I found this fantastic quote by the artist Chuck Close. It was his advice for young artists. However, I think that if you replace artist by researcher,* the same advice applies. I would certainly pass this advice along to young mathematicians: just start working, the ideas will come. Conversely, if you don’t put in the time, do not expect that “ah-ha” moment.
The advice I like to give young artists, or really anybody who’ll listen to me, is not to wait around for inspiration. Inspiration is for amateurs; the rest of us just show up and get to work. If you wait around for the clouds to part and a bolt of lightning to strike you in the brain, you are not going to make an awful lot of work. All the best ideas come out of the process; they come out of the work itself. Things occur to you. If you’re sitting around trying to dream up a great art idea, you can sit there a long time before anything happens. But if you just get to work, something will occur to you and something else will occur to you and something else that you reject will push you in another direction. Inspiration is absolutely unnecessary and somehow deceptive. You feel like you need this great idea before you can get down to work, and I find that’s almost never the case.
[As far as I can tell, the source for this quote is Close’s interview in the book/DVD Wisdom, by Andrew Zuckerman.]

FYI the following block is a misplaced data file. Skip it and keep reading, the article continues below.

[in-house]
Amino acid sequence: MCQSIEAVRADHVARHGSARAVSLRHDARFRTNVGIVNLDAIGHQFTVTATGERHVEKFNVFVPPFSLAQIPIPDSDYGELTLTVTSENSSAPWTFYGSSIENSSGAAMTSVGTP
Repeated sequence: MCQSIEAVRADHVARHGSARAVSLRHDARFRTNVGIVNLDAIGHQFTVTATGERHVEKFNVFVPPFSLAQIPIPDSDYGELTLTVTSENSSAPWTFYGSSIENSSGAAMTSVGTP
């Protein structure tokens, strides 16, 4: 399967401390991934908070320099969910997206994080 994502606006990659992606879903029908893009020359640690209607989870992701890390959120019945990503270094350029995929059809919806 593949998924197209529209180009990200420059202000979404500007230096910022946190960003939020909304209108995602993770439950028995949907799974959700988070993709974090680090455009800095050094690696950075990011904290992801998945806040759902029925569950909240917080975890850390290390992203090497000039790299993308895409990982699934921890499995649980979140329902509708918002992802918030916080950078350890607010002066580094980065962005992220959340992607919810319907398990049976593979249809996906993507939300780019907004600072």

*The similarity between artist and mathematician was famously pointed out by G. H. Hardy in A Mathematician’s Apology: “A mathematician, like a painter or poet, is a maker of patterns. If his patterns are more permanent than theirs, it is because they are made with ideas.”
Great quote. It reminds me of http://www.ted.com/talks/lang/eng/elizabeth_gilbert_on_genius.html Her point is different, but also worthwhile.
A great quote, and it has implications for teaching. Students tend to fret about whether they are smart enough to succeed in their studies, which leads to procrastination, and a vicious cycle. Recent studies in neuroplasticity show that the physical structure of the brain changes based on the mental work we do, in the same way that physical exercise builds our muscles.
The moral is that the mental work we do makes us smart, so there is no need to worry about whether we are smart enough at the outset … just get to work. A teacher can be of great help by identifying what specific activities students ought to do, but ultimately students must do the work.
What happened to: “New puzzler on my blog: how many triangles are there in an n x n grid of squares with X’s on them?” You removed it for some reason. Can we have the reason? I thought it was fantastic, and shows the importance of teacher/student interaction.
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